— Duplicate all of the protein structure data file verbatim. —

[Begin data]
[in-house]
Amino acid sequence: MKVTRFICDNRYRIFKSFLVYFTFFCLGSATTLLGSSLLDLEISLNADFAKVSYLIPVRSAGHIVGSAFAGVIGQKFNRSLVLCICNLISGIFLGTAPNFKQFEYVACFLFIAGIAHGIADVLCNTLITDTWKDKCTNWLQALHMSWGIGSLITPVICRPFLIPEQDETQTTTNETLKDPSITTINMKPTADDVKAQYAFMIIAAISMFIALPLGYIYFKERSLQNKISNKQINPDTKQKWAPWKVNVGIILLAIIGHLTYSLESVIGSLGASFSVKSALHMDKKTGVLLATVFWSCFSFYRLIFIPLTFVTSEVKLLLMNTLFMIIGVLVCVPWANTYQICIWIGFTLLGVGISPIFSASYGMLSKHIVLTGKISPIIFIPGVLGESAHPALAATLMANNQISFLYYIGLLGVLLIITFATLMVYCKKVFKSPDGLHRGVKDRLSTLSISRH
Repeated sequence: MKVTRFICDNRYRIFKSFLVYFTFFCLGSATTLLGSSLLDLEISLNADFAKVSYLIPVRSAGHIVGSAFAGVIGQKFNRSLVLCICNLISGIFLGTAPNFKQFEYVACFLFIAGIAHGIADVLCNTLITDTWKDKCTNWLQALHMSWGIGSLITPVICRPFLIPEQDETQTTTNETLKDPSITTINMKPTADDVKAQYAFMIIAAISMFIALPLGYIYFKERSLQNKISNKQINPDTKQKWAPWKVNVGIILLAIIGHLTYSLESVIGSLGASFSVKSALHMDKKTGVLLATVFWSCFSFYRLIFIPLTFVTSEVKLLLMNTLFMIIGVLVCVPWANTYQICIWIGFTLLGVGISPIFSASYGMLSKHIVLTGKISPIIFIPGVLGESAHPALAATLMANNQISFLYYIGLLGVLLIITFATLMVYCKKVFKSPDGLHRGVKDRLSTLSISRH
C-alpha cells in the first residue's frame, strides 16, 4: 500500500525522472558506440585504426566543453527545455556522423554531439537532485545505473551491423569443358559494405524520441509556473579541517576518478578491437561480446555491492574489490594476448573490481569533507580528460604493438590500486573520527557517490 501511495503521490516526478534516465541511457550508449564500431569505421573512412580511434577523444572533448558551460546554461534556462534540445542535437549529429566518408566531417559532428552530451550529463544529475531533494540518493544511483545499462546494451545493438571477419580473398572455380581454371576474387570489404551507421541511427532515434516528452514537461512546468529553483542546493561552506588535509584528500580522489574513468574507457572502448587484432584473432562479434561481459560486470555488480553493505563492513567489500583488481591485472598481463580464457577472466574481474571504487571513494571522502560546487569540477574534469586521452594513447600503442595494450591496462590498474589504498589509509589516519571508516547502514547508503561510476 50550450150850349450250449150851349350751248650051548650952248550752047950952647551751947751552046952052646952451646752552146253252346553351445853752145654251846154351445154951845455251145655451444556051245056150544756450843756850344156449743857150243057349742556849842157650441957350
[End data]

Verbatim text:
[in-house]
Amino acid sequence: MKVTRFICDNRYRIFKSFLVYFTFFCLGSATTLLGSSLLDLEISLNADFAKVSYLIPVRSAGHIVGSAFAGVIGQKFNRSLVLCICNLISGIFLGTAPNFKQFEYVACFLFIAGIAHGIADVLCNTLITDTWKDKCTNWLQALHMSWGIGSLITPVICRPFLIPEQDETQTTTNETLKDPSITTINMKPTADDVKAQYAFMIIAAISMFIALPLGYIYFKERSLQNKISNKQINPDTKQKWAPWKVNVGIILLAIIGHLTYSLESVIGSLGASFSVKSALHMDKKTGVLLATVFWSCFSFYRLIFIPLTFVTSEVKLLLMNTLFMIIGVLVCVPWANTYQICIWIGFTLLGVGISPIFSASYGMLSKHIVLTGKISPIIFIPGVLGESAHPALAATLMANNQISFLYYIGLLGVLLIITFATLMVYCKKVFKSPDGLHRGVKDRLSTLSISRH
Repeated sequence: MKVTRFICDNRYRIFKSFLVYFTFFCLGSATTLLGSSLLDLEISLNADFAKVSYLIPVRSAGHIVGSAFAGVIGQKFNRSLVLCICNLISGIFLGTAPNFKQFEYVACFLFIAGIAHGIADVLCNTLITDTWKDKCTNWLQALHMSWGIGSLITPVICRPFLIPEQDETQTTTNETLKDPSITTINMKPTADDVKAQYAFMIIAAISMFIALPLGYIYFKERSLQNKISNKQINPDTKQKWAPWKVNVGIILLAIIGHLTYSLESVIGSLGASFSVKSALHMDKKTGVLLATVFWSCFSFYRLIFIPLTFVTSEVKLLLMNTLFMIIGVLVCVPWANTYQICIWIGFTLLGVGISPIFSASYGMLSKHIVLTGKISPIIFIPGVLGESAHPALAATLMANNQISFLYYIGLLGVLLIITFATLMVYCKKVFKSPDGLHRGVKDRLSTLSISRH
C-alpha cells in the first residue's frame, strides 16, 4: 500500500525522472558506440585504426566543453527545455556522423554531439537532485545505473551491423569443358559494405524520441509556473579541517576518478578491437561480446555491492574489490594476448573490481569533507580528460604493438590500486573520527557517490 501511495503521490516526478534516465541511457550508449564500431569505421573512412580511434577523444572533448558551460546554461534556462534540445542535437549529429566518408566531417559532428552530451550529463544529475531533494540518493544511483545499462546494451545493438571477419580473398572455380581454371576474387570489404551507421541511427532515434516528452514537461512546468529553483542546493561552506588535509584528500580522489574513468574507457572502448587484432584473432562479434561481459560486470555488480553493505563492513567489500583488481591485472598481463580464457577472466574481474571504487571513494571522502560546487569540477574534469586521452594513447600503442595494450591496462590498474589504498589509509589516519571508516547502514547508503561510476 50550450150850349450250449150851349350751248650051548650952248550752047950952647551751947751552046952052646952451646752552146253252346553351445853752145654251846154351445154951845455251145655451444556051245056150544756450843756850344156449743857150243057349742556849842157650441957350